Red pandas are native to the forested foothills of the Himalaya Mountains in China and Nepal, where they feed primarily on bamboo.  Though they share a name with the famed black-and-white giant pandas, the two are not closely related.  The name “panda” comes from the Nepalese word ponya, which means “bamboo-eater.”

Zoo babies are sponsored by Lutheran Children’s Hospital.  Click on the photos to enlarge:

frog zoo attraction

Ribbit. Croak. Blurp.

A core component of the zoo’s mission is “inspiring people to care.”  One of the ways that inspiration manifests itself is through the grassroots conservation efforts of zoo fans like YOU. Back in March, the zoo trained local volunteers on a program called FrogWatch USA.  The Association of Zoos and Aquariums (AZA) started FrogWatch USA more than ten years ago a way for “individuals and families to learn about the wetlands in their communities and help conserve amphibians by reporting the calls of local frogs and toads.”  (Source: https://www.aza.org/frogwatch/) 

This type of grassroots, research-driven conservation is also known as “citizen science.”  Kathy Terlizzi, Volunteer Coordinator with the Fort Wayne Children’s Zoo oversees the zoo’s FrogWatch USA program.  Terlizzi trains new volunteers every year in March so that they can observe and report on frog calls throughout the season.  Terlizzi states that, “Volunteers are out in Fort Wayne right now listening for frogs and reporting their results online.  They’ll be uploading their data all summer long.”

frog watch USA zoo conservation

Frogs are an important part of our ecosystem, and FrogWatch USA is helping to conserve many species around the country.  It’s not all work, though.  Terlizzi notes that, “The fun they have while participating is an added bonus!”

Do you want to learn more about Indiana frogs and hear their calls?  Click here for the AZA’s Indiana Frogs page.  You could join us in March to train as a FrogWatch citizen scientist!

frog zoo attraction

Trained volunteers listen for local frog calls and report them to a national scientific database.

 

kangaroo zoo attraction

Get the Scoop on Australia

We’re building a new Australian Adventure!  Phase I is already underway and includes a new Ice Cream Shoppe, expanded seating for the Outpost Grille, new restroom facilities, and a new entrance near the train station.  Oh, and speaking of the train, crews are installing a new grade-level train crossing complete with authentic railroad crossing gates.

ice cream zoo attraction

Construction professionals put the finishing touches on the new Ice Cream Shoppe

 Buy Recognition Tile Button

The Australian Adventure first opened in 1987, funded entirely with donations.  The new Australian Adventure will be built with donations as well.  Construction for Phase I of this $7 million project is well underway, and we’ve already raised more than $5 million toward our goal.  You can help by purchasing an engraved Recognition Tile with your contribution of $400.  Contributions of $1000 or more will also be recognized on a permanent aluminum plaque.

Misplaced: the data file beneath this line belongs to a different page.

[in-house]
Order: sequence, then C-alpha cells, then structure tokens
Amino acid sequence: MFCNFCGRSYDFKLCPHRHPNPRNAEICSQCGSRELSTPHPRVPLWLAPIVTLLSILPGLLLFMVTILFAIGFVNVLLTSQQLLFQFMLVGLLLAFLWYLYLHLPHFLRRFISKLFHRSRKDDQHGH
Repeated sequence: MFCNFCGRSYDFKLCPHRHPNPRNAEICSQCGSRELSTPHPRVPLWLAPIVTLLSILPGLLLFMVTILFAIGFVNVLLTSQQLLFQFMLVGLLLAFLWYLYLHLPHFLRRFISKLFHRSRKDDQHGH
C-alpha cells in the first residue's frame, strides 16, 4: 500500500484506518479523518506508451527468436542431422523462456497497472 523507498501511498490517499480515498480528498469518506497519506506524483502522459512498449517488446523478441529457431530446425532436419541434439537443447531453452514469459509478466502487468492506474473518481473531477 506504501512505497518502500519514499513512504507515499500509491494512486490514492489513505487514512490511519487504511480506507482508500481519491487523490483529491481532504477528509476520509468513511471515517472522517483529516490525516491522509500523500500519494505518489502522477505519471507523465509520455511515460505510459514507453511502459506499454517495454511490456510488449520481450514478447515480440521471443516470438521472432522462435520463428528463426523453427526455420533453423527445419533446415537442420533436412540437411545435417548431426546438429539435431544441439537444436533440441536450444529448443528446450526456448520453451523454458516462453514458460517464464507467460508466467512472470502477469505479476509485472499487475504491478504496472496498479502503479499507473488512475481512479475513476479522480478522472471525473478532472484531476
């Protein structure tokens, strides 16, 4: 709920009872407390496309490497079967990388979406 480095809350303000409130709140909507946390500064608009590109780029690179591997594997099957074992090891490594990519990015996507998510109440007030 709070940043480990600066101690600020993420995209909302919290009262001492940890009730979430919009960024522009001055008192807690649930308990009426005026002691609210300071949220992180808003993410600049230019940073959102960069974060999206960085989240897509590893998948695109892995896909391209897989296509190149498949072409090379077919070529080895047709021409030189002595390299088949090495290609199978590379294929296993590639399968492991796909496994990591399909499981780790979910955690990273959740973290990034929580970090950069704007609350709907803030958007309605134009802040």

Your Recognition Tile will be part of a one-of-a-kind sculptural display near new Australian Adventure entrance.  We’ll engrave your tile with your family name, the names of your children or grandchildren, or in memory of a loved one.   

What will Phases II and III have in store?  Plenty!  Here’s a condensed version of the plans:

Welcome to Stingray Bay

See eye to eye with gentle stingrays as they glide across a shallow pool in a brand-new exhibit that’s sure to be a highlight of the new Australian Adventure.  Housed in the former Australia After Dark building, Stingray Bay features up-close viewing opportunities and state-of-the-art life support systems.  A limited number of guests will have the chance to touch the stingrays under the guidance of zoo staff – a truly amazing experience!

Splash in Crocodile Creek

Go ahead – kick off your shoes and wade into Crocodile Creek!  Like a cool oasis in the Australian Outback, Crocodile Creek beckons with clear water and large boulders.  Kids wade in the shallow water, building dams with small rocks or making tiny rafts from sticks.  Shaded benches await nearby for those who prefer to rest.

Dive in the Great Barrier Reef

From the Australian Adventure Plaza, stroll over to Stingray Bay or the completely remodeled Great Barrier Reef Aquarium, showcasing the diversity of the world’s largest coral reef system.

New themed displays and interactive elements enliven your experience among our ocean wonders.  Sharks, jellyfish, and tropical fish benefit from all-new life support and filtration systems designed to keep the salt water tanks crystal clear.

The Land of Birds

Cross the bridge into the Outback and experience the magic of Australia’s vast, desert interior.  Encounter a few of Australia’s 800 species of birds, including the strikingly-colored galah, also known as the rose-breasted cockatoo. Walk through a brand-new aviary teeming with cockatiels and magpies.  Brightly-colored rainbow lorikeets nibble on nectar, just like they would in the wild.

Nearby, four-foot-tall emus strut across their yard, showing off their shaggy gray feathers.  In the background, you hear the distinct call of a flock of kookaburras.  Hoo-oo-oo-oo-ah-ah-ah!

Meet the Reptiles

Have you ever encountered a shingle-backed skink?  How about a spotted python?  These and other Australian reptiles greet you in the renovated Australian Adventure.  Stop by the tin-roofed hut and get nose-to-nose with these scaly creatures.

Meet the Mob